Case study

Ending violence against girls in schools in Sierra Leone

British support to the Girls’ Education Challenge is helping to educate young girls in Sierra Leone.

Plan UK youth representative Ya Marie Jah with Director General of UNESCO, Irina Bokova. Picture: Plan UK
Plan UK youth representative Ya Marie Jah with Director General of UNESCO, Irina Bokova. Picture: Plan UK

Ya Marie Jah is a teenage school girl from Sierra Leone. After suffering from violence at school, she wanted to leave. However, thanks to a youth group, supported by UK aid and Plan UK, she has developed her self-esteem and leadership skills, empowering her to use her voice against the violence she encountered.

Ya Marie Jah's youth group recieve basic education. Picture: Plan UK
Ya Marie Jah's youth group recieve basic education. Picture: Plan UK

Abuse in the classroom

In the mornings, I fetch water for my mother, then, I walk to school. One day I arrived to school late. As punishment, my teacher asked me to crawl on my bare knees across the ground from the school gate to the classroom. I had to obey the instruction as I did not want to miss my class. When I got to my classroom, my knees were bleeding and my socks were soiled with blood.

I returned home with severe pain and told my mother that I would never wish to go to school again. She comforted me and advised that I should carry on with my schooling. I had to respect my mother’s advice but I am still afraid of my teacher.

Working to prevent the violence

Violence against girls in schools is almost epidemic across Africa and widespread in Sierra Leone. Girls are prone to most of these abuses at home, school and community; adolescent girls face the dual challenge of sexual abuse by peers and teachers.

All forms of violence negatively impact girls’ education and opportunities. Thanks to UK support, the Plan UK managed Girls’ Education Challenge project helps prevent and respond to gender-based violence in schools, enabling girls like Ya Marie stay in school. Alongside, Plan is strengthening community-based prevention and response mechanisms on gender-based violence.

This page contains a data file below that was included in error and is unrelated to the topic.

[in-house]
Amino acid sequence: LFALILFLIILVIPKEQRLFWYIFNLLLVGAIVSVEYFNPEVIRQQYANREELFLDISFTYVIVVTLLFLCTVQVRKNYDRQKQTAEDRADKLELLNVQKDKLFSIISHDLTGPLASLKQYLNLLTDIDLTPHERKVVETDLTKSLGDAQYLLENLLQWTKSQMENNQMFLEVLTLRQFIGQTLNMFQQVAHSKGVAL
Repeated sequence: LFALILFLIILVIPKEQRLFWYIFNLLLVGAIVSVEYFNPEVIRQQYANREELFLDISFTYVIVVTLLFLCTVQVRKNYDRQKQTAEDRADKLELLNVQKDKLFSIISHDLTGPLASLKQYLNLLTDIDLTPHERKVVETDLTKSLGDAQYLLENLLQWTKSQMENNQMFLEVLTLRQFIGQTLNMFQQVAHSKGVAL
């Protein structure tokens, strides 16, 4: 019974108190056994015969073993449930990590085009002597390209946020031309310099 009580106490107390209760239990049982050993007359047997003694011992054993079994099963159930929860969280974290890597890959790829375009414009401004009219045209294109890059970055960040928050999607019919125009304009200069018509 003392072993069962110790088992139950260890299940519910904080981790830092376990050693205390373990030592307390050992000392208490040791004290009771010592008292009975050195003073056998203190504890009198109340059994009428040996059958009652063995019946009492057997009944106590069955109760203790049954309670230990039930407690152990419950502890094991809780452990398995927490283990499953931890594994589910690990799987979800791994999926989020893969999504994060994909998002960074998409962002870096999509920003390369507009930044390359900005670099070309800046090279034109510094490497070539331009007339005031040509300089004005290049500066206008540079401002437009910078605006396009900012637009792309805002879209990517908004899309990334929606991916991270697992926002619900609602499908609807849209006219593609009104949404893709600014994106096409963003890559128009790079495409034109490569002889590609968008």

The 16 Days campaign against gender violence is an opportunity to show international solidarity in the fight to end violence against women.

A group of girls walk to an after school club in Sierra Leone. Picture: Plan UK
A group of girls walk to an after school club in Sierra Leone. Picture: Plan UK

Facts and stats

The National Study of School Related Gender Based Violence in Sierra Leone revealed that in most African countries, girls are affected by various forms of violence throughout their adolescence.

Types of violence include sexual exploitation, harassment, verbal reprimand, bullying and corporal punishment.

The Girls’ Education Challenge project in Sierra Leone helps to prevent and respond to violence against girls in schools.

The aim of the project is to increase girls’ enrolment and the successful completion of quality junior secondary school (JSS) education in Bombali.

So far the programme has helped over 37,000 girls with basic education.

For more on gender based violence see Plan UK’s report

Published 7 December 2013